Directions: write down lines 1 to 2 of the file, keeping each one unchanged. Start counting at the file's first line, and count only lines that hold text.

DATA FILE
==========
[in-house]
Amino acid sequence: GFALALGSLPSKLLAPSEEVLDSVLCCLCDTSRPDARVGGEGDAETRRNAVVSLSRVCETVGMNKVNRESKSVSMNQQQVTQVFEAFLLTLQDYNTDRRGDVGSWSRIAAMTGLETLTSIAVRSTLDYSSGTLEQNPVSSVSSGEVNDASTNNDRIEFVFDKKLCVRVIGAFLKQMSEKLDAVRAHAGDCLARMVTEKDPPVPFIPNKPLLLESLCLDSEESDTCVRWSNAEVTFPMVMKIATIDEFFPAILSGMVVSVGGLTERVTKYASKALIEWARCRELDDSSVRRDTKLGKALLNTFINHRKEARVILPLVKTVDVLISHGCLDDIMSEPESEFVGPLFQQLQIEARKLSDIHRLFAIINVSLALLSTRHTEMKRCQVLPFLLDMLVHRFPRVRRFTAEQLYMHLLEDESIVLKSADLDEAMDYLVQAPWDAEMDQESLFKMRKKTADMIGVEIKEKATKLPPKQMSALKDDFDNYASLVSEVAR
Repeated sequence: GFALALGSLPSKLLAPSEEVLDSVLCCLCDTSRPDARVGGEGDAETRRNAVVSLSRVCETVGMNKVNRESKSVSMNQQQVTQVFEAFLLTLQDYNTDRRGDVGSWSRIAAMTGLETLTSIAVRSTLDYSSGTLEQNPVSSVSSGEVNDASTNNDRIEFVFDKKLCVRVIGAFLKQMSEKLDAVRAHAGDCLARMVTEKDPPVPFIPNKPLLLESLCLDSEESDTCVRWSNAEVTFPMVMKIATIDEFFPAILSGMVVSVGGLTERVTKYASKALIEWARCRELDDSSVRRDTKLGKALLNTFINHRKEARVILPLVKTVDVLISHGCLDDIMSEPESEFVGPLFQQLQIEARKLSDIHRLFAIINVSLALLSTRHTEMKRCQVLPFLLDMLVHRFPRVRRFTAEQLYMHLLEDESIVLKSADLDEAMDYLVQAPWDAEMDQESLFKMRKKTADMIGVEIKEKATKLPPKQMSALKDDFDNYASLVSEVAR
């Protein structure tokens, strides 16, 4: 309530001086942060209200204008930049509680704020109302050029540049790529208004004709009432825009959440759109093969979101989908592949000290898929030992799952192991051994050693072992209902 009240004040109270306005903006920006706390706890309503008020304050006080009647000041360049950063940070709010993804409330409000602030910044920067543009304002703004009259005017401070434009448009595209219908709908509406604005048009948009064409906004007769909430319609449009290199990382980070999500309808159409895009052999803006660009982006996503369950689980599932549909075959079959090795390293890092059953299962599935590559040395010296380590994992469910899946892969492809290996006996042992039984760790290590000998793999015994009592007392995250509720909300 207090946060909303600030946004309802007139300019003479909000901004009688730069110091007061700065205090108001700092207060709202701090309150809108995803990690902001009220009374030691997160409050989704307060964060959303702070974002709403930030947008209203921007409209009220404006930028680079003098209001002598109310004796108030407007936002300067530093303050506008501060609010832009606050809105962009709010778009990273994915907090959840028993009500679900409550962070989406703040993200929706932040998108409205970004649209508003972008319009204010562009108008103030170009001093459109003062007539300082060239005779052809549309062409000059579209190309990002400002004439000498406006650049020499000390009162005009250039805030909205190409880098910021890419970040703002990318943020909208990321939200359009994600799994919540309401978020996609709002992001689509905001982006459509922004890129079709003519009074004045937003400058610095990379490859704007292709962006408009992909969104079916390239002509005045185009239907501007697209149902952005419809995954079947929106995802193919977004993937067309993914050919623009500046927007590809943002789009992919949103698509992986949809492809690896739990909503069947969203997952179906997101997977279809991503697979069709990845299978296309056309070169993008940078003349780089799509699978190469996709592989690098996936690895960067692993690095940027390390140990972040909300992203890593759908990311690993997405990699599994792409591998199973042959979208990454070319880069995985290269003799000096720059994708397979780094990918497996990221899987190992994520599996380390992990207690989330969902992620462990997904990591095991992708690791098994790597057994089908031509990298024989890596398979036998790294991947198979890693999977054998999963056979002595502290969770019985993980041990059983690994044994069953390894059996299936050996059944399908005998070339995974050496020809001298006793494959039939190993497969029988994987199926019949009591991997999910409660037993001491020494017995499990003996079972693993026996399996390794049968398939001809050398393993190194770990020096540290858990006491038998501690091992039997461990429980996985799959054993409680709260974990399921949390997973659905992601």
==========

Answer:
[in-house]
Amino acid sequence: GFALALGSLPSKLLAPSEEVLDSVLCCLCDTSRPDARVGGEGDAETRRNAVVSLSRVCETVGMNKVNRESKSVSMNQQQVTQVFEAFLLTLQDYNTDRRGDVGSWSRIAAMTGLETLTSIAVRSTLDYSSGTLEQNPVSSVSSGEVNDASTNNDRIEFVFDKKLCVRVIGAFLKQMSEKLDAVRAHAGDCLARMVTEKDPPVPFIPNKPLLLESLCLDSEESDTCVRWSNAEVTFPMVMKIATIDEFFPAILSGMVVSVGGLTERVTKYASKALIEWARCRELDDSSVRRDTKLGKALLNTFINHRKEARVILPLVKTVDVLISHGCLDDIMSEPESEFVGPLFQQLQIEARKLSDIHRLFAIINVSLALLSTRHTEMKRCQVLPFLLDMLVHRFPRVRRFTAEQLYMHLLEDESIVLKSADLDEAMDYLVQAPWDAEMDQESLFKMRKKTADMIGVEIKEKATKLPPKQMSALKDDFDNYASLVSEVAR